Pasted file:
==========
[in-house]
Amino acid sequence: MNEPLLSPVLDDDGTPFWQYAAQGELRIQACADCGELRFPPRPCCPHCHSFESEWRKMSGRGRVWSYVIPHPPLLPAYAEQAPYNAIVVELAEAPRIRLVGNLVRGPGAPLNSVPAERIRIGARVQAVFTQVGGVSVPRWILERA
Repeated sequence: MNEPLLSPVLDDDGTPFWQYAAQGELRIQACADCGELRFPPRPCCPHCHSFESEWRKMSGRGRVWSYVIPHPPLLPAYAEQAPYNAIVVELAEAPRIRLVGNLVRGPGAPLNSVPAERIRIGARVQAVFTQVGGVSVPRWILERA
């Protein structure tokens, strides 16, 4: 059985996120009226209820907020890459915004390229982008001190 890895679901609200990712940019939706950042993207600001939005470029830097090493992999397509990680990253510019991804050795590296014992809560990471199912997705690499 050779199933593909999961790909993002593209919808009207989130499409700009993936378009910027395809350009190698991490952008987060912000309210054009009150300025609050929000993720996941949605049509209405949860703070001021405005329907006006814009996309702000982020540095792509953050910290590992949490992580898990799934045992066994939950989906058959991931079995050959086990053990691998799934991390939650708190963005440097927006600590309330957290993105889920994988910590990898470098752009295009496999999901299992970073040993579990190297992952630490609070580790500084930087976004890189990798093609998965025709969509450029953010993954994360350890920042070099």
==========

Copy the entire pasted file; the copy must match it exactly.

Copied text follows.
[in-house]
Amino acid sequence: MNEPLLSPVLDDDGTPFWQYAAQGELRIQACADCGELRFPPRPCCPHCHSFESEWRKMSGRGRVWSYVIPHPPLLPAYAEQAPYNAIVVELAEAPRIRLVGNLVRGPGAPLNSVPAERIRIGARVQAVFTQVGGVSVPRWILERA
Repeated sequence: MNEPLLSPVLDDDGTPFWQYAAQGELRIQACADCGELRFPPRPCCPHCHSFESEWRKMSGRGRVWSYVIPHPPLLPAYAEQAPYNAIVVELAEAPRIRLVGNLVRGPGAPLNSVPAERIRIGARVQAVFTQVGGVSVPRWILERA
């Protein structure tokens, strides 16, 4: 059985996120009226209820907020890459915004390229982008001190 890895679901609200990712940019939706950042993207600001939005470029830097090493992999397509990680990253510019991804050795590296014992809560990471199912997705690499 050779199933593909999961790909993002593209919808009207989130499409700009993936378009910027395809350009190698991490952008987060912000309210054009009150300025609050929000993720996941949605049509209405949860703070001021405005329907006006814009996309702000982020540095792509953050910290590992949490992580898990799934045992066994939950989906058959991931079995050959086990053990691998799934991390939650708190963005440097927006600590309330957290993105889920994988910590990898470098752009295009496999999901299992970073040993579990190297992952630490609070580790500084930087976004890189990798093609998965025709969509450029953010993954994360350890920042070099």